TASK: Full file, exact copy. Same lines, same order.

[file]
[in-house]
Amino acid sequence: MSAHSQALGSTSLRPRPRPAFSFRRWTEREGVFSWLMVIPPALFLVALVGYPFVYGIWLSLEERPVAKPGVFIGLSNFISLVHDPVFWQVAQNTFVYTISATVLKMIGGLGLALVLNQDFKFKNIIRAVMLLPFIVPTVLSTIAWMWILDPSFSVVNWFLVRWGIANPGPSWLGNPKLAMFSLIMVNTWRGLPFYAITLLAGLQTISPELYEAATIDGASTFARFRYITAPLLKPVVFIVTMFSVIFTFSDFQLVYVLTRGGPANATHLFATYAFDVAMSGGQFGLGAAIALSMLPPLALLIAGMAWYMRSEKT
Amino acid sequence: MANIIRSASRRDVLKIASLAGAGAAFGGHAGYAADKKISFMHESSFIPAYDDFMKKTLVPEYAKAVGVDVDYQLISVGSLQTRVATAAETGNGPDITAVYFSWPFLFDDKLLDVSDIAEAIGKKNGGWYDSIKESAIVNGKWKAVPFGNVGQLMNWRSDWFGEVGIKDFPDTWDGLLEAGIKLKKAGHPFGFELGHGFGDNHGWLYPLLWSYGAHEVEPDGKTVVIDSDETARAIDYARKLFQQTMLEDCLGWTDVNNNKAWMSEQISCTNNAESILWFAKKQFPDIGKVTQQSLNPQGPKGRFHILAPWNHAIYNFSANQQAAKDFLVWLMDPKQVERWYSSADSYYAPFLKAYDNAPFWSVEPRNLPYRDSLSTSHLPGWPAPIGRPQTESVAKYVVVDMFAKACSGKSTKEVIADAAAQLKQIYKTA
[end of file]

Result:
[in-house]
Amino acid sequence: MSAHSQALGSTSLRPRPRPAFSFRRWTEREGVFSWLMVIPPALFLVALVGYPFVYGIWLSLEERPVAKPGVFIGLSNFISLVHDPVFWQVAQNTFVYTISATVLKMIGGLGLALVLNQDFKFKNIIRAVMLLPFIVPTVLSTIAWMWILDPSFSVVNWFLVRWGIANPGPSWLGNPKLAMFSLIMVNTWRGLPFYAITLLAGLQTISPELYEAATIDGASTFARFRYITAPLLKPVVFIVTMFSVIFTFSDFQLVYVLTRGGPANATHLFATYAFDVAMSGGQFGLGAAIALSMLPPLALLIAGMAWYMRSEKT
Amino acid sequence: MANIIRSASRRDVLKIASLAGAGAAFGGHAGYAADKKISFMHESSFIPAYDDFMKKTLVPEYAKAVGVDVDYQLISVGSLQTRVATAAETGNGPDITAVYFSWPFLFDDKLLDVSDIAEAIGKKNGGWYDSIKESAIVNGKWKAVPFGNVGQLMNWRSDWFGEVGIKDFPDTWDGLLEAGIKLKKAGHPFGFELGHGFGDNHGWLYPLLWSYGAHEVEPDGKTVVIDSDETARAIDYARKLFQQTMLEDCLGWTDVNNNKAWMSEQISCTNNAESILWFAKKQFPDIGKVTQQSLNPQGPKGRFHILAPWNHAIYNFSANQQAAKDFLVWLMDPKQVERWYSSADSYYAPFLKAYDNAPFWSVEPRNLPYRDSLSTSHLPGWPAPIGRPQTESVAKYVVVDMFAKACSGKSTKEVIADAAAQLKQIYKTA